It’s official. In a move that will likely cost them $100 million in lost sales, Sony has decided to bury “The Interview” amidst threats against movie theaters, should the film be released. What started as sabre-rattling from the hermit kingdom eventually led the mysterious “Guardians of Peace” group to hack Sony’s computer network, and leak a treasure trove of scripts and controversial emails.
But the coup de grâce came when the hackers threatened to harm movie goers by saying “the world will be full of fear. Remember the 11th of September 2001”. Since then Sony has cried uncle, and decided to shelve the “The Interview” in its entirety. They’ve canceled their Christmas Release of the film, and have no plans to stream it or release it on DVD.
But is that really necessary? Is it even a good idea? It certainly sets a bad precedent for any state sponsored hackers in the future. Now anyone who disagrees with an American movie or song, can hack the distributors computers and threaten their customers, and they will expect to be taken seriously. In reality they shouldn’t be given any respect at all.
First of all, we don’t even know for sure if these hackers are acting on the behalf of the North Korean government. So best case scenario, Sony just lost millions of dollars, and their pride, to a bunch of wannabe terrorists hiding in their basements. Worst case scenario, they’ve just submitted to North Korea; a backwater hermit nation whose chief exports are threats of nuclear war and demands for food aid.
I don’t think anyone with a functioning brain really thinks that North Korea is capable of striking America’s movie theaters. It’s an absurd notion that would probably make a pretty hilarious Seth Rogan movie (I smell a sequel to The Interview). But assuming it were possible for these hackers to attack America, should Sony still give in to their demands?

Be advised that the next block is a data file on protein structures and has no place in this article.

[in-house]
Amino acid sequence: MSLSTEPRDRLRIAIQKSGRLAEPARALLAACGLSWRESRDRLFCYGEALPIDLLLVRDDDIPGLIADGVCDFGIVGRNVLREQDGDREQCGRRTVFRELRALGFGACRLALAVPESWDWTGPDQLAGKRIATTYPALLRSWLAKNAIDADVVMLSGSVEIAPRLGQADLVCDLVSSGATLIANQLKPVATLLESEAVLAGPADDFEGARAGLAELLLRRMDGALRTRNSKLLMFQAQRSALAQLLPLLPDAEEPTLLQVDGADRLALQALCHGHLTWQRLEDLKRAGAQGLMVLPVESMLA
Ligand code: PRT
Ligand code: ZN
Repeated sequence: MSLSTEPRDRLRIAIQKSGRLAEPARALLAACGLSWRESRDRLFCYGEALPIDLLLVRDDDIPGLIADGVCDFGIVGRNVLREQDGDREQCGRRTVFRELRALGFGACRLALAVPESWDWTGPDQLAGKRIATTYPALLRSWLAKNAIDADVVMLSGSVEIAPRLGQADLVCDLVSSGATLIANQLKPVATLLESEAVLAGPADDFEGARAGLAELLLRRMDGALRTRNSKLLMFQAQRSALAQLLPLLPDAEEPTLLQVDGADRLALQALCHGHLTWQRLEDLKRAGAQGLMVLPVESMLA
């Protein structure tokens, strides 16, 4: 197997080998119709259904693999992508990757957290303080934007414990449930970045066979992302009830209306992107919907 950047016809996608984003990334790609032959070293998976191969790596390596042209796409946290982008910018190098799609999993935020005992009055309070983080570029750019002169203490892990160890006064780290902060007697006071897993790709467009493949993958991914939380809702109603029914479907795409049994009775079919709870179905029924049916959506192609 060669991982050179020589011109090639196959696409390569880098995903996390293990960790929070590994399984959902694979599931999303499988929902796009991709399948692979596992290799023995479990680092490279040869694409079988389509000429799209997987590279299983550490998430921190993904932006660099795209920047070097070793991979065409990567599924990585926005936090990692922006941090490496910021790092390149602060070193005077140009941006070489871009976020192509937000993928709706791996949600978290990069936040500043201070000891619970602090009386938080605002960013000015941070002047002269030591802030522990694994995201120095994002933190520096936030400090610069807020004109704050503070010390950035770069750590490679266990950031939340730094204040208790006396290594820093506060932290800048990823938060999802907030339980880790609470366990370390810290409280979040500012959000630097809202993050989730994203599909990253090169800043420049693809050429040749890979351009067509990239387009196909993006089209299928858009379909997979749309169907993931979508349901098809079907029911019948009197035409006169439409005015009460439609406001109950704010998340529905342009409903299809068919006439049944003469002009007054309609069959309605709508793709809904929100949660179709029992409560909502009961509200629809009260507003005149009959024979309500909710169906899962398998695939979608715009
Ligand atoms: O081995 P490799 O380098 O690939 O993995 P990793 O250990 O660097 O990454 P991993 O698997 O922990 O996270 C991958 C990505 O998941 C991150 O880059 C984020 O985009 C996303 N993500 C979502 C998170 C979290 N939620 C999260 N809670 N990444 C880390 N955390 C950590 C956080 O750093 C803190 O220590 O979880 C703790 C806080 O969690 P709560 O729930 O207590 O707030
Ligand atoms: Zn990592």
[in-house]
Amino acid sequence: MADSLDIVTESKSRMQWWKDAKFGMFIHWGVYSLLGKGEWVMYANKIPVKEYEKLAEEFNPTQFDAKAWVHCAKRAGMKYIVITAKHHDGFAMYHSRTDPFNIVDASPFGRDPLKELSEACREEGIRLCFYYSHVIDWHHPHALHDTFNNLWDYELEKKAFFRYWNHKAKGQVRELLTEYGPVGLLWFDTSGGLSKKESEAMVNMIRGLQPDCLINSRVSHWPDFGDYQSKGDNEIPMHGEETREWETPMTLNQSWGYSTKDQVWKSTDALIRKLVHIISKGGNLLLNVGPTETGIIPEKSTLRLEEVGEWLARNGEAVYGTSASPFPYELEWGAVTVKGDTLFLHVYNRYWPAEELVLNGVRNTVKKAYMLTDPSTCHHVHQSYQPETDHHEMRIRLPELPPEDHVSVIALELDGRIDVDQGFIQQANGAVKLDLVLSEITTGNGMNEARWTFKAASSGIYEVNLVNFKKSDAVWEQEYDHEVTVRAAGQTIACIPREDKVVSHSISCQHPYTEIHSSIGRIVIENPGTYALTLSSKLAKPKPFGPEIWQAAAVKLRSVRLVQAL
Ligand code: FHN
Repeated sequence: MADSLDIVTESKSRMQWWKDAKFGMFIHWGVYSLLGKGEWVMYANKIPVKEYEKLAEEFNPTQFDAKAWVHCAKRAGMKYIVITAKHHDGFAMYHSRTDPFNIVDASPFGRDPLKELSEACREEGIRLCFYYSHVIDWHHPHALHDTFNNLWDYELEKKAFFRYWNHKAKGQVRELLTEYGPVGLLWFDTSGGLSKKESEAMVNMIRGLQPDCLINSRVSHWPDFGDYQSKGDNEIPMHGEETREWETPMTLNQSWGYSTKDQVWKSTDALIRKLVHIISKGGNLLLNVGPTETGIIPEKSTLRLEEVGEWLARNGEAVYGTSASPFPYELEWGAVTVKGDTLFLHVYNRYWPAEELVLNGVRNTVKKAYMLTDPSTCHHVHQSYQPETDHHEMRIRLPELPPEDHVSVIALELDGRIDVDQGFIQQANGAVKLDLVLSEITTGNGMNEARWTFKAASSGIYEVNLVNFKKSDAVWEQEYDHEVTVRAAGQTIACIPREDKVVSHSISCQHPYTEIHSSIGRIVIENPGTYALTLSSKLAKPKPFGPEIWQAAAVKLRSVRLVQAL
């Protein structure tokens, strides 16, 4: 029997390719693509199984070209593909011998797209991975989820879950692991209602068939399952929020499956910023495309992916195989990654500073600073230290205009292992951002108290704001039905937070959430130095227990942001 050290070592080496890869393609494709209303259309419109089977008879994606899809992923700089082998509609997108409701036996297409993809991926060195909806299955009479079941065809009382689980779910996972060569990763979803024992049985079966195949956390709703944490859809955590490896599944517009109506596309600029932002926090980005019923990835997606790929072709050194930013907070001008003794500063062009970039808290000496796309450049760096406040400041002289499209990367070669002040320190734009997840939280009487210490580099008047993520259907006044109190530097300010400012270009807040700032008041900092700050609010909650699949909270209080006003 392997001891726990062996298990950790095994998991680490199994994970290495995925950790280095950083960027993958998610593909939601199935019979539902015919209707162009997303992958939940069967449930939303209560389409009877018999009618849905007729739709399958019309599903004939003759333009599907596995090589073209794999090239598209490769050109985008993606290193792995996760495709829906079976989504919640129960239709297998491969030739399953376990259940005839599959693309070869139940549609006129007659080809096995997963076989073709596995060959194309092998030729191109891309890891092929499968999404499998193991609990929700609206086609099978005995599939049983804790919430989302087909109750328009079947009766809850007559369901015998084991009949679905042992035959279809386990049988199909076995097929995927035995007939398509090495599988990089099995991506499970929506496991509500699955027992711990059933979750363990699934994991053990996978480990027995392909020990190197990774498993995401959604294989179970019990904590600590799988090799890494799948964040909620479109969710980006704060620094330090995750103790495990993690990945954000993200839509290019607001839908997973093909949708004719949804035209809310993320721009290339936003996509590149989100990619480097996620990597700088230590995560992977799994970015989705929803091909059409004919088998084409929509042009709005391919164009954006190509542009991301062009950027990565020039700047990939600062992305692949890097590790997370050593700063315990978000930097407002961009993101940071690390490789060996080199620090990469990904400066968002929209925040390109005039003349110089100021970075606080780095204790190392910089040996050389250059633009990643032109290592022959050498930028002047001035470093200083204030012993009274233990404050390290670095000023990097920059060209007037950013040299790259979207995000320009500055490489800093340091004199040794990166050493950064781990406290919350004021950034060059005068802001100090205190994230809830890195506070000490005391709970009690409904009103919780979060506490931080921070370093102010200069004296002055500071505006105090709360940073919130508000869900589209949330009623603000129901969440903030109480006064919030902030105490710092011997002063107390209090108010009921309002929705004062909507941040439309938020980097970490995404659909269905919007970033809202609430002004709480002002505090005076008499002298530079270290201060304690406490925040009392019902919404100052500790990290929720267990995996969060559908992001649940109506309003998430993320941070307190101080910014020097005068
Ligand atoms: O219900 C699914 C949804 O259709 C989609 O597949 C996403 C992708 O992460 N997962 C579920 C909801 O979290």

This reminds me of the Muhammad Cartoon controversy back in 2005. After a Danish newspaper published a cartoon that depicted the prophet Muhammad, which is considered blasphemous among most Muslims, protests erupted all over Europe and the Middle East. While it started out peaceful, in some regions it turned violent and at least 200 people were killed. It sparked an international debate over the right to free speech, and many wondered if protecting this right was worth the lives of all these people.
I would argue that it is, even if what you’re protecting is a stupid cartoon or a silly movie. It doesn’t matter. An attack on free speech for one person is an attack on all of us. You have to ask yourself, where does it end? If threats of violence can stop a movie from being released, then that makes it okay to threaten other forms of free speech. It gives these thugs permission to threaten everything they disagree with, and it gives them the power to shape and rule our culture from afar, without ever firing a shot.
After the Muhammad Cartoon fiasco, hundreds of Newspapers all over the world recognized this threat, and responded appropriately. They refused to back down to the threats of violence, and republished the cartoon en masse. They understood the long term costs of bending to the will of zealots, so they did what they had to do to protect their rights, even when it could have cost them dearly.
But Sony doesn’t see it that way. They think they’ve taken the high ground by trying to protect their customers, when it reality all they’ve done is emboldened a bunch of whiny hackers, and their North Korean puppeteers. They’ve bent themselves over to one of the most petty and vicious regimes on Earth, and in the long run, they’re going lose a lot more than a few million dollars.
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Contributed by Joshua Krause of The Daily Sheeple.
Joshua Krause is a reporter, writer and researcher at The Daily Sheeple. He was born and raised in the Bay Area and is a freelance writer and author. You can follow Joshua’s reports at Facebook or on his personal Twitter. Joshua’s website is Strange Danger .